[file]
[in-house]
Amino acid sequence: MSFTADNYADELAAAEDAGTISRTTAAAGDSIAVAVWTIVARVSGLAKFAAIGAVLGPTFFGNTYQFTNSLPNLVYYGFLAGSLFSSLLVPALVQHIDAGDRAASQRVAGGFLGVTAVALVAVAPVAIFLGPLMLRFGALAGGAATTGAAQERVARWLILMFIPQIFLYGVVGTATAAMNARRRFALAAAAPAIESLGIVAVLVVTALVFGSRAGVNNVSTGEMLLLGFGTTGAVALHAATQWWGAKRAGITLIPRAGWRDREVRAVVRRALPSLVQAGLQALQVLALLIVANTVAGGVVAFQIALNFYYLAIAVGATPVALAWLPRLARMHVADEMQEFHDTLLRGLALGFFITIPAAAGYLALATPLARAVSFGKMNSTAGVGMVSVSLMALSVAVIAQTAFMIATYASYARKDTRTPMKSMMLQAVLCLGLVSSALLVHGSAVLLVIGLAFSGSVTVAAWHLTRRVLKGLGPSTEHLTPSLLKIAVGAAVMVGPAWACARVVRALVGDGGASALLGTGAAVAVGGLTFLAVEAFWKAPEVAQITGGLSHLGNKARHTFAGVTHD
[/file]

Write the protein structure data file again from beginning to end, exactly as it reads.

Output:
[in-house]
Amino acid sequence: MSFTADNYADELAAAEDAGTISRTTAAAGDSIAVAVWTIVARVSGLAKFAAIGAVLGPTFFGNTYQFTNSLPNLVYYGFLAGSLFSSLLVPALVQHIDAGDRAASQRVAGGFLGVTAVALVAVAPVAIFLGPLMLRFGALAGGAATTGAAQERVARWLILMFIPQIFLYGVVGTATAAMNARRRFALAAAAPAIESLGIVAVLVVTALVFGSRAGVNNVSTGEMLLLGFGTTGAVALHAATQWWGAKRAGITLIPRAGWRDREVRAVVRRALPSLVQAGLQALQVLALLIVANTVAGGVVAFQIALNFYYLAIAVGATPVALAWLPRLARMHVADEMQEFHDTLLRGLALGFFITIPAAAGYLALATPLARAVSFGKMNSTAGVGMVSVSLMALSVAVIAQTAFMIATYASYARKDTRTPMKSMMLQAVLCLGLVSSALLVHGSAVLLVIGLAFSGSVTVAAWHLTRRVLKGLGPSTEHLTPSLLKIAVGAAVMVGPAWACARVVRALVGDGGASALLGTGAAVAVGGLTFLAVEAFWKAPEVAQITGGLSHLGNKARHTFAGVTHD